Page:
Boy, did I try. The phones from W. Berlin were always busy. So I called from a pay phone just outside the Berliner Galerie. Nobody knew where he was. I ran into his number two at the gallery. He didn't know where his boss was either. Hmmm. So far the two letters I wrote before leaving for Europe and the letter I mailed from the Grand Hotel haven't been answered. A recent German acquaintance thinks he's fled to the West--not fired as I had melodramatically inferred.
You have to pay 5 DM at Checkpoint Charlie to get into E. Berlin––but that is only valid until midnight. Now hear this. To stay past midnight you have to check into one of the three highest priced hotels on the Unter den Linden. Since I engage in what I call two-tier tourism (every night I spend on a moving vehicle or in a youth hostel earns me one star towards a five star hotel), I decided to cash in a few of my accumulated stars.
The Grand ($150) wasn't very--the bath water was lukewarm and (more ominously), the kitchen flue started backing up smoke in my room. An engineer got the fume partly under control but it didn't make for an easy sleep. On the other hand, my dinner of venison noisettes and game potage was exquisitely good all of it topped off by a bottle of fine Frankish white wine.
Up at the crack of dawn I found the Pergamon museum to be the finest one devoted to antiquities I have yet seen. There was also a lively exhibition of amateur art (the appliques were professional and gorgeous) in the Television Tower that dominates the eastern sector. Nearby as well the Fine Arts Museum had a first rate exhibition on how the media (mainly photography) handled the Spartacist Uprising in 1918-19. But most interesting of all (my ancient ear picked up the unmistakable sounds of Glenn Miller's Pennsylvania 65000) was a Social Democrats rally for better financing for sports activities in the DDR.
I had a great time schmoozing with those folks even though I'm the world's least athletic type. My third night in Berlin was spent at a hostel in the northern part of the city near the Taegel airport I had to take. As the man on the desk said as I checked out just after breakfast,"Next time save several hours to walk in the woods out here." He was so right. The bucolic precinct right inside the city was a wonder even to a Pennypack Park person.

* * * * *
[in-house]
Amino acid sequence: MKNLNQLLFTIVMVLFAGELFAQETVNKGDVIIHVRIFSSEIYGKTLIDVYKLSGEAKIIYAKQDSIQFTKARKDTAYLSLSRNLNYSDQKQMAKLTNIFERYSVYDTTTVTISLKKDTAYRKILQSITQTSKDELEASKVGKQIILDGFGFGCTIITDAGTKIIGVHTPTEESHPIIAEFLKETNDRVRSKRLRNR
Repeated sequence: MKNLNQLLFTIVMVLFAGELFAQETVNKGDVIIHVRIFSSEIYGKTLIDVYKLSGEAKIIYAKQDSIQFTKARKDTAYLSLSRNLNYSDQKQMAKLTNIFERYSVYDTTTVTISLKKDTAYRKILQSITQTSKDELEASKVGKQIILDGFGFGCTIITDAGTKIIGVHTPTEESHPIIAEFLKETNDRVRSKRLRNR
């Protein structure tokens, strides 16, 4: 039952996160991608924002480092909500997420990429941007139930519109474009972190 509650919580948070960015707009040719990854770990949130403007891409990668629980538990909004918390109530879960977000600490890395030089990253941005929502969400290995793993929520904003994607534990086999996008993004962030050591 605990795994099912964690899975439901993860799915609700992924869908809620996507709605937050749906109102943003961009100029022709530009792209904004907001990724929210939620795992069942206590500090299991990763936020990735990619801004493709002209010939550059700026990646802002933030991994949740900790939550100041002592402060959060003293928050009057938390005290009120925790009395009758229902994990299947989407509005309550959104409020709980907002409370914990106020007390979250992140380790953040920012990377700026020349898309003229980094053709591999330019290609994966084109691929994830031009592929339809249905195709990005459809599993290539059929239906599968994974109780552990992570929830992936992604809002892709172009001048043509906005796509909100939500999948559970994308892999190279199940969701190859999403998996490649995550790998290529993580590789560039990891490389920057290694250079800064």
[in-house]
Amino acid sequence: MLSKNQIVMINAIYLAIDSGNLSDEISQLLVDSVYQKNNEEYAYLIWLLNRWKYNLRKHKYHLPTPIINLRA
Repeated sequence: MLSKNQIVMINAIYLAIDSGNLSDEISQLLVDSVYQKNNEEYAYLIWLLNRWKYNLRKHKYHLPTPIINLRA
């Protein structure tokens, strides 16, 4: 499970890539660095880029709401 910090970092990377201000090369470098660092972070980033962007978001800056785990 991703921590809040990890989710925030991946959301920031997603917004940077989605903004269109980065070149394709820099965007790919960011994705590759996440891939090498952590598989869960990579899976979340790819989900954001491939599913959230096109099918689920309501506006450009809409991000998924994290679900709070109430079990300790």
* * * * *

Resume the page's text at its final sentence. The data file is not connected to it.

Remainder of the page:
Back at the Frankfurt train station I decided to ship my luggage ahead (I tend to pick up more art catalogs than a round shouldered wimp can carry) to Paris. The charge was nominal ($7 per bag) and the comfort considerable. Unfortunately, the German boast that I could pick up those bags at the Gare de L'Est at 10 a.m. translated into French as "We have forty eight hours to deliver, monsieur." So I couldn't push on to England as planned but instead looped out to Amsterdam, where I stayed at a fine youth hostel near the Rijksmuseum for $10 and met a lot of interesting students. My real mission was to see the Kees Van Dongen show in Rotterdam which I did the next morning and was back in Paris in time for supper.
I also shipped my bags to Victoria, for slightly more ($14 each), but the thought of getting my stuff off and on the train to Boulogne, off and on the Hovercraft, off and on the boat train to Victoria would have made me willing to pay anything for that service. You can also leave them at Victoria customs for up to five days after which you pay 50 p. a bag storage. It costs a prohibitive two pounds a day to store luggage in a locker at Victoria so the customs regulation is a real boon. But don't expect to make a tight train connection with your luggage. It takes at least a day before they process the stuff.
In England, I used my pass to go out to Cardiff to visit a poet friend who used to make the BBC documentaries on the arts. And then I went up to Glasgow, the Council of Europe's City of the Year. There was a storm that night too, but Brit Rail kicked in a free breakfast at the Central Hotel.